Add Randomness to the Mix

for organizations

This Domain-Level Guide is designed to be used based on the Core Model. Please refer to the Add Randomness to the Mix Core Practice before exploring this guide.


In a world that aims for predictability, following plans, and achieving predefined targets, randomness seems undesired. Randomness seems to increase risk and reduce your ability to plan ahead.

But randomness is essential to forming surprising Fusions. Effective Fusions cannot be engineered based on what is expected and known. It is the unexpected sources of inspiration that create the most innovative ideas. Adding random elements can create value where predictable setup and actions cannot.


Mix Teams, Projects, Setups, and Activities

In the organizational context, many aspects are pre-planned and often constant (or at least stable). From the team structure to its responsibilities, from your location to the projects you are part of.

Any anomaly created in these stable aspects, mainly if randomly generated, can break routines, make people more alert and observant, and be the basis for unexpected Fusions.

  • Consider each planned or expected aspect of your work and add a random or unplanned element to it, even if temporarily.
  • Avoid considering “what would work best.” To the extent possible, don’t engineer the random element in advance. That is the beauty and power of randomness.
  • Continually mix things up — don’t make it a one-time event.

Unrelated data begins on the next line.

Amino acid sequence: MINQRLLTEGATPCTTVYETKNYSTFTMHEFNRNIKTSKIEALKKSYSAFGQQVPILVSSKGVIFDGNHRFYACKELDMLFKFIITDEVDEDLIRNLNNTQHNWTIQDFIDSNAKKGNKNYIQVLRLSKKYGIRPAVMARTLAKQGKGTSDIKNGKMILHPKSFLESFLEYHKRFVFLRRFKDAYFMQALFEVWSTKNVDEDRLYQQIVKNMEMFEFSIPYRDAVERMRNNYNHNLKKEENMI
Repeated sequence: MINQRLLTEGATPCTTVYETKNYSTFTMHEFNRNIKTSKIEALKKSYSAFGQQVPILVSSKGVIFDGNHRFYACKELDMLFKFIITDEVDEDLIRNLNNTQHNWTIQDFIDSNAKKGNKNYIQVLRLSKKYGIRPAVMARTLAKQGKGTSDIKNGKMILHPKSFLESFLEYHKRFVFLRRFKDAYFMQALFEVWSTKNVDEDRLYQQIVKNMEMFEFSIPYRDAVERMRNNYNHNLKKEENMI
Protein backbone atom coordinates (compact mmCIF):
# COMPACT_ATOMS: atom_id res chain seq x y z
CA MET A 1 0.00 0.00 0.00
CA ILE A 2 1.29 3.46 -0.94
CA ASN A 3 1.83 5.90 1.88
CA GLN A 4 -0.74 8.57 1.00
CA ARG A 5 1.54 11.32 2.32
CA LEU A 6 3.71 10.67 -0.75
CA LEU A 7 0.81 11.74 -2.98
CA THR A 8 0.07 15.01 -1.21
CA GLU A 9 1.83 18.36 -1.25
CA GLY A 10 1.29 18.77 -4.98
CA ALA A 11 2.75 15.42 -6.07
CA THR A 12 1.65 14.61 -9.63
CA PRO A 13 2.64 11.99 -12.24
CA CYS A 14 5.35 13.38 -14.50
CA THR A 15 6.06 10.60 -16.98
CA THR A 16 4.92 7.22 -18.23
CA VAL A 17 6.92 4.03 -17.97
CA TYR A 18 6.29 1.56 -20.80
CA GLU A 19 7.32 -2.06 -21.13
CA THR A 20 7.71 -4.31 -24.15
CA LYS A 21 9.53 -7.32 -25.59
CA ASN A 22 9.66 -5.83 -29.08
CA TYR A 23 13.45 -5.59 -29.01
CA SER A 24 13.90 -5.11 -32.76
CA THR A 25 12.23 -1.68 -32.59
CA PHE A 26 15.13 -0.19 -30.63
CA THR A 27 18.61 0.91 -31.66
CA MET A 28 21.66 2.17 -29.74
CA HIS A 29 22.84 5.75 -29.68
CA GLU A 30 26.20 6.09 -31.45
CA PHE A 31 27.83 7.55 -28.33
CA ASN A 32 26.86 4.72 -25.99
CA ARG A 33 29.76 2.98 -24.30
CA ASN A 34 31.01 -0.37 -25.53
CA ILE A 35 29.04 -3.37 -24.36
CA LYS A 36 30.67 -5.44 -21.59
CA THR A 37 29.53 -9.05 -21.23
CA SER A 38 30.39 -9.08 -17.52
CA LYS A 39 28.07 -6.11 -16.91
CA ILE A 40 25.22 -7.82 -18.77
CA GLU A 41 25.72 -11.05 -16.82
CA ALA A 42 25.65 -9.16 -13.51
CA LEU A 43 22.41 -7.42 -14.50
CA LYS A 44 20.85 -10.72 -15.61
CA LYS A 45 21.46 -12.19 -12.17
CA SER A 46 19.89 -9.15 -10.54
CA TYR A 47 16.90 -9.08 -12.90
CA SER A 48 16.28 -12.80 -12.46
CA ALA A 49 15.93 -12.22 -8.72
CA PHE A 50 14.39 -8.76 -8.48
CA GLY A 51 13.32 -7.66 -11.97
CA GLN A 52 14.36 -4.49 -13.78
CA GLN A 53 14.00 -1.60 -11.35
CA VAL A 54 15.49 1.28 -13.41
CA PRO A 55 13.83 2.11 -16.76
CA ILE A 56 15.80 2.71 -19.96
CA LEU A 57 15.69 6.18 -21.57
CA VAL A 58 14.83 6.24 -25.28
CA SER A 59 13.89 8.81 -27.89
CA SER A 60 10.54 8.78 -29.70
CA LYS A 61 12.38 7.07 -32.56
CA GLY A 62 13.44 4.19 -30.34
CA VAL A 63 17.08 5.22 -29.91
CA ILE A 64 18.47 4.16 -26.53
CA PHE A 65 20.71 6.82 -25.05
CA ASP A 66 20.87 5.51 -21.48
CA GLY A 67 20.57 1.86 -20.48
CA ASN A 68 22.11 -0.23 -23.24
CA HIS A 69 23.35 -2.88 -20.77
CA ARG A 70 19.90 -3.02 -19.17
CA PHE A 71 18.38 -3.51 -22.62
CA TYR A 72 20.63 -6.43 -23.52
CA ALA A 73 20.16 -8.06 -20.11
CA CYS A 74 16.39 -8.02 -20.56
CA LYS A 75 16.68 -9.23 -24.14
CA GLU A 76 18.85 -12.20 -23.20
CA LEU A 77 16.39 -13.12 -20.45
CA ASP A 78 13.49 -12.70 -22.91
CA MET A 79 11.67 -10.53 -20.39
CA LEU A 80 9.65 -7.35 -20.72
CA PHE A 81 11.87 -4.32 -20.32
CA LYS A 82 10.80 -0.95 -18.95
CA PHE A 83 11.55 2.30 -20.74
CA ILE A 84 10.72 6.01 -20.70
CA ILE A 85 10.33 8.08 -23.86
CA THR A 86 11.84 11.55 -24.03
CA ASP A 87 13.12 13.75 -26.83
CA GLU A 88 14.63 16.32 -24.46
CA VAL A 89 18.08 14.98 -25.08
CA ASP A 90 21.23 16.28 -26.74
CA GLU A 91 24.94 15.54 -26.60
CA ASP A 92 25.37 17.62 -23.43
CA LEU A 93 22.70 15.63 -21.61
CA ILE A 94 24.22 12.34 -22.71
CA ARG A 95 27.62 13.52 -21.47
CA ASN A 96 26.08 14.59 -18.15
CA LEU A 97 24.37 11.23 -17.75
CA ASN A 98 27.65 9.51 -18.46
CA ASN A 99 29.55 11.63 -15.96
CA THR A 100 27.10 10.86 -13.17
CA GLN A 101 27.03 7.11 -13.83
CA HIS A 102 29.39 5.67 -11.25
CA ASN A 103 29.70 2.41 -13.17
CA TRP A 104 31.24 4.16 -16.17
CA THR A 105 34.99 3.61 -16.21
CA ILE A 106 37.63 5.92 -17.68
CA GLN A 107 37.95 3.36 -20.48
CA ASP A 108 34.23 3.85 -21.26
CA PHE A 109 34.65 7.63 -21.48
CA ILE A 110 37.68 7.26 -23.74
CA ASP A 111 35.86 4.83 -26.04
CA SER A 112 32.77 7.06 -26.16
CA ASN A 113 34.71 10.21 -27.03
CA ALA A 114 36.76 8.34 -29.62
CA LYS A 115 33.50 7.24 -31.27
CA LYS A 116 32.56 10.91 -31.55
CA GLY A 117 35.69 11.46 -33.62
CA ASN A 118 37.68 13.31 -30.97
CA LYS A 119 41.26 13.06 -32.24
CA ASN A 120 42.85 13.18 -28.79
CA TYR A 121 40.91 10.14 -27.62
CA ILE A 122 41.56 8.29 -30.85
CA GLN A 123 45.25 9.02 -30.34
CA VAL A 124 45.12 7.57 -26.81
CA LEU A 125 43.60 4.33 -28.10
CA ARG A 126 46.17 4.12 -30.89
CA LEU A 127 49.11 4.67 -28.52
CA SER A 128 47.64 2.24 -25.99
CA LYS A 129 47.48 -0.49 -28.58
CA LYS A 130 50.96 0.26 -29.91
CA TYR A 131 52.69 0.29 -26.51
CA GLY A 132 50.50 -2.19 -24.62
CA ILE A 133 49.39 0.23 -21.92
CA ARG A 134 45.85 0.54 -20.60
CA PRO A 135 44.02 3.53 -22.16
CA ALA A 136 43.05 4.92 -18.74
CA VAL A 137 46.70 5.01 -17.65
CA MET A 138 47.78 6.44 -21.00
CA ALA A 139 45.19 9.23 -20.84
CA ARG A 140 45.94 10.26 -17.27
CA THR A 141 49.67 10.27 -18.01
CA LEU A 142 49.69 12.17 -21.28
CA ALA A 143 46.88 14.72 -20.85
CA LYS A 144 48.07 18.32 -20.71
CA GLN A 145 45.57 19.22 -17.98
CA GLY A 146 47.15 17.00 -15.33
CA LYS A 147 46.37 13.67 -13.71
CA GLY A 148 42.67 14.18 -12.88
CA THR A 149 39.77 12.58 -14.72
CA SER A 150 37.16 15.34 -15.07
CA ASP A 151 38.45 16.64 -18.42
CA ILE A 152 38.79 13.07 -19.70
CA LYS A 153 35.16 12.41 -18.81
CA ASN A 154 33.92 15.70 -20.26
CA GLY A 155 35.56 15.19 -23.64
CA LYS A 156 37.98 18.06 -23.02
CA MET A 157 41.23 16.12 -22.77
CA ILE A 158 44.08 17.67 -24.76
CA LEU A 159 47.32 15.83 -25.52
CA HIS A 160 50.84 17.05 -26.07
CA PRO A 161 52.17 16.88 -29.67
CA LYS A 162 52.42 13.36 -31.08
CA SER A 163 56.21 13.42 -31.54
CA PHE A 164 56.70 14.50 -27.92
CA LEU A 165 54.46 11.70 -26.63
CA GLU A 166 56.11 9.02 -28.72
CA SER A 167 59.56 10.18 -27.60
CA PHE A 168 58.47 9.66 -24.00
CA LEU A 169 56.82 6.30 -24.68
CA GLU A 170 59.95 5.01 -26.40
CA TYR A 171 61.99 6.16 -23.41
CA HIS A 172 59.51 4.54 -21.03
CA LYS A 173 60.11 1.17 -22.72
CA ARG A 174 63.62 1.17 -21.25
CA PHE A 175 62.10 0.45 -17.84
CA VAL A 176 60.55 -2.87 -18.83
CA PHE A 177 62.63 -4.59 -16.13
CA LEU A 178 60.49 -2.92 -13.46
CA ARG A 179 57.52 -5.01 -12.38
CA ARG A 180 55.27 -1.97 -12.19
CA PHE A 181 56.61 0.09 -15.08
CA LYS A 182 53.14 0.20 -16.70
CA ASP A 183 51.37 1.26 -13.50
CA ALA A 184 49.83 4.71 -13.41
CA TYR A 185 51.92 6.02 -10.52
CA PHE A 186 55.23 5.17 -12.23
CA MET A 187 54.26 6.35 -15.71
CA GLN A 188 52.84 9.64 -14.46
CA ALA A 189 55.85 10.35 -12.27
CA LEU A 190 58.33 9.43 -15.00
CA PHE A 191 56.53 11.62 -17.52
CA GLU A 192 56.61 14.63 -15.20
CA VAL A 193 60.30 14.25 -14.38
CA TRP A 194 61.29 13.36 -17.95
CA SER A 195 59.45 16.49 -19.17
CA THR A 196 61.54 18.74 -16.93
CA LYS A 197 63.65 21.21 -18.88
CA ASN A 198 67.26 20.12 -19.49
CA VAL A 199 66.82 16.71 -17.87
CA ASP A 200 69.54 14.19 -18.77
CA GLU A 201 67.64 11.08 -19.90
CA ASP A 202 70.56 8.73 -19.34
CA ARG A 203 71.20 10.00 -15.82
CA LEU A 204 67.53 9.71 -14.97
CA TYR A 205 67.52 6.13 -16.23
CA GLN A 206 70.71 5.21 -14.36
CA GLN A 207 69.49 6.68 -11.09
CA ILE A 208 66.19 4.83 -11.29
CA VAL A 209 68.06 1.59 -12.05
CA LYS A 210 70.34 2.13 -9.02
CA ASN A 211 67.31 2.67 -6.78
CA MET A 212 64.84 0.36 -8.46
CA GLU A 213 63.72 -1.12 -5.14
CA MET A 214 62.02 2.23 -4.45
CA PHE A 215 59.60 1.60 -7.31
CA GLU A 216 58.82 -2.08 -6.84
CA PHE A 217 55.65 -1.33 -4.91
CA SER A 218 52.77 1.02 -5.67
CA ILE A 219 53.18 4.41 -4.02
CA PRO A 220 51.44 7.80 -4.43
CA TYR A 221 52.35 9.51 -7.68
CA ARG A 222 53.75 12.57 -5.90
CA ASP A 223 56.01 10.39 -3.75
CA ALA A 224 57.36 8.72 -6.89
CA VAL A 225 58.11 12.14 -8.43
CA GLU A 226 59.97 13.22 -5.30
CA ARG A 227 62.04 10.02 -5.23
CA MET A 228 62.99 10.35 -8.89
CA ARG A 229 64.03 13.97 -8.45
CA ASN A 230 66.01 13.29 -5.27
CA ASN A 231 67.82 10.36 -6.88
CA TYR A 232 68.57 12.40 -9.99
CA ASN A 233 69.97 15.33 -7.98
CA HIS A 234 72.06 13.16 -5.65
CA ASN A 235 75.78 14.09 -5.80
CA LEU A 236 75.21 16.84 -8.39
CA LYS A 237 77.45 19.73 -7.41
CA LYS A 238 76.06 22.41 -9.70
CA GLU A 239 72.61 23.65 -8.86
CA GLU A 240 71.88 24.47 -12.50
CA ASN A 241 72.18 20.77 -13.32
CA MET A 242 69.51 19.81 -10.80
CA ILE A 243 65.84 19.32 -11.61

Throw In Random External Influences

External inputs explicitly and implicitly affect your work and the organization as a whole. It seems like you cannot control them, as they are external, but in many cases, you make a conscious or unconscious decision regarding which external influences to consider.

Letting in random external influences can trigger new ideas and insights in the context of your work and what you aim to achieve.

  • Identify the types of external influences in your activities.
  • Take each of these types and add a random element to it.
  • Your goal is not to ignore the existing influences but to add additional sources of inputs.
  • Consider new types of external influences beyond the ones that already affect you.


Example 1

During the development of a product, the team often takes a prototype to selected potential users to get feedback and gain insights that can affect the product’s design and functionality. The mixture of people in these groups is often derived from a conscious analysis of the product’s potential users.

Adding some level of randomness — going beyond the natural profile of users as you perceive it — might throw in new kinds of feedback to the mix. Maybe they will be less relevant, but some of these insights might shed new light on the product or what you aim to achieve.

Example 2

Whether your team is distributed or working in one shared space, their location doesn’t typically change. Taking work to a different location, even if for a limited amount of time, is a perfect way to turn off the auto-pilot and experience work differently.

The sights, the sounds, and random interactions in a new location all contribute to this experience. But more than that, they can blend into the work you do and affect it. Any such element in the new setup can trigger new ideas or new ways of seeing the challenges you face.

Example 3

Organizational teams are often predefined and stable. Each team has a specific responsibility and scope of work, and the mixture of people in the group is carefully planned to support its goals.

Mixing teams, or in the less extreme version, just adding temporary guests to the team, is guaranteed to trigger new perspectives and insights. People who are not accustomed (nor bounded) to the habits, practices, and way of thinking of the team can create positive disruption and create a whole new mental playground to play in.

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